The Roles of Social Influences on Student Competence, Relatedness, Achievement, and Retention

Alexis Hilts, University of Nevada, Las Vegas
Rachel Part, University of Nevada, Las Vegas
Matthew L. Bernacki, University of Nevada, Las Vegas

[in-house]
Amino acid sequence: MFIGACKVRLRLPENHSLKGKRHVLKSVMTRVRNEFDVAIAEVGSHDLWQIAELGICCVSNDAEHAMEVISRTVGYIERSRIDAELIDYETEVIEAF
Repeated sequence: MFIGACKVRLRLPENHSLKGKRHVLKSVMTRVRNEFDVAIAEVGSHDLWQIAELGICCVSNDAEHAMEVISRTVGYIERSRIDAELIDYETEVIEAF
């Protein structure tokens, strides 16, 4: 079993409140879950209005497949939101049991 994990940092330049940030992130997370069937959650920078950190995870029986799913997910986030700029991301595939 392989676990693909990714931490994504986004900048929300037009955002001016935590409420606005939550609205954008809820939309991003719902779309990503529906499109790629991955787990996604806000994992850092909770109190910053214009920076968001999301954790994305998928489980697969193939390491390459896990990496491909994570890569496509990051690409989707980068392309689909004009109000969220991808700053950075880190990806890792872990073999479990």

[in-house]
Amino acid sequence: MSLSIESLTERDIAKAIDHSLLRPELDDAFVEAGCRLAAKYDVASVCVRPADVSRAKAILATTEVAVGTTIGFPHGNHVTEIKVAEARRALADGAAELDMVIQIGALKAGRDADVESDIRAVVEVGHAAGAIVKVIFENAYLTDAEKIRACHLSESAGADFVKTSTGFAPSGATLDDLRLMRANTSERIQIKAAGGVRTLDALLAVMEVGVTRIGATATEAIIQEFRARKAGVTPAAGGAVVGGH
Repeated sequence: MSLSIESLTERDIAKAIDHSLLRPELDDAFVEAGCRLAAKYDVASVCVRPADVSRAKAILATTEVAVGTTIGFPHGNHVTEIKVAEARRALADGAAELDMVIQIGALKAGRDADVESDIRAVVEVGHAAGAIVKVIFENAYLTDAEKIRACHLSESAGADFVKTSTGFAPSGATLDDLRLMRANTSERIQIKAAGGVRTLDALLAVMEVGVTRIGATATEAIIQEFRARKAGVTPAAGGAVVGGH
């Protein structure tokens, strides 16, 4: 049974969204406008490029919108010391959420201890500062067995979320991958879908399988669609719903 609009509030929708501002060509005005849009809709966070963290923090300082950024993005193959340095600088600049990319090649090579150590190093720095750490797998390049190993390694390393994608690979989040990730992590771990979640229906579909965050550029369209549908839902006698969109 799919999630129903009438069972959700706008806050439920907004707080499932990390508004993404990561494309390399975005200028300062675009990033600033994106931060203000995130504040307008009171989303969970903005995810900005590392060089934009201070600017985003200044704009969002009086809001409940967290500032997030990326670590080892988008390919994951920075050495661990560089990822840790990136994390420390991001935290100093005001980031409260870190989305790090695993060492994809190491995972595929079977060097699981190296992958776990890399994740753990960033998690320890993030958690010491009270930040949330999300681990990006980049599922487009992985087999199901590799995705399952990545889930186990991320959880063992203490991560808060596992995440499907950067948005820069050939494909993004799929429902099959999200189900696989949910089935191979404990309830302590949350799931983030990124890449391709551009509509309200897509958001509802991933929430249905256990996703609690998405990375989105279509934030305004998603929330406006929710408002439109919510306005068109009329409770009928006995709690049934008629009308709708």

Students’ perceptions of competence and relatedness are known to influence learning processes and achievement, and may have particular import for underrepresented science, technology, engineering and mathematics (STEM) learners. Sources of social support that contribute to undergraduate life science learners’ perceived competence and relatedness were examined, as were achievement and retention outcomes influenced by these sources of support and self‐determination theory components. Female, ethnically underrepresented, or first‐generation students reported similar levels of perceived competence and relatedness in STEM compared to their majority counterparts at a large, urban university. However, social supports, competence, and relatedness were differentially important for these subgroups as predictors of achievement and intention to leave a science major. For the full sample, competence perceptions predicted greater achievement and lessened intentions to leave a major. Competence perceptions were primarily derived from contact with classmates, especially for underrepresented groups. Feelings of relatedness were specifically important for the retention of women pursuing science degrees. Contacts with STEM peers and classmates were sources of relatedness for majority groups, but classmate contact was not significant for underrepresented groups. Findings highlight the value of promoting competence and relatedness and the differing sources that these subgroups draw on to build the perceived competence and relatedness that can predict achievement and retention.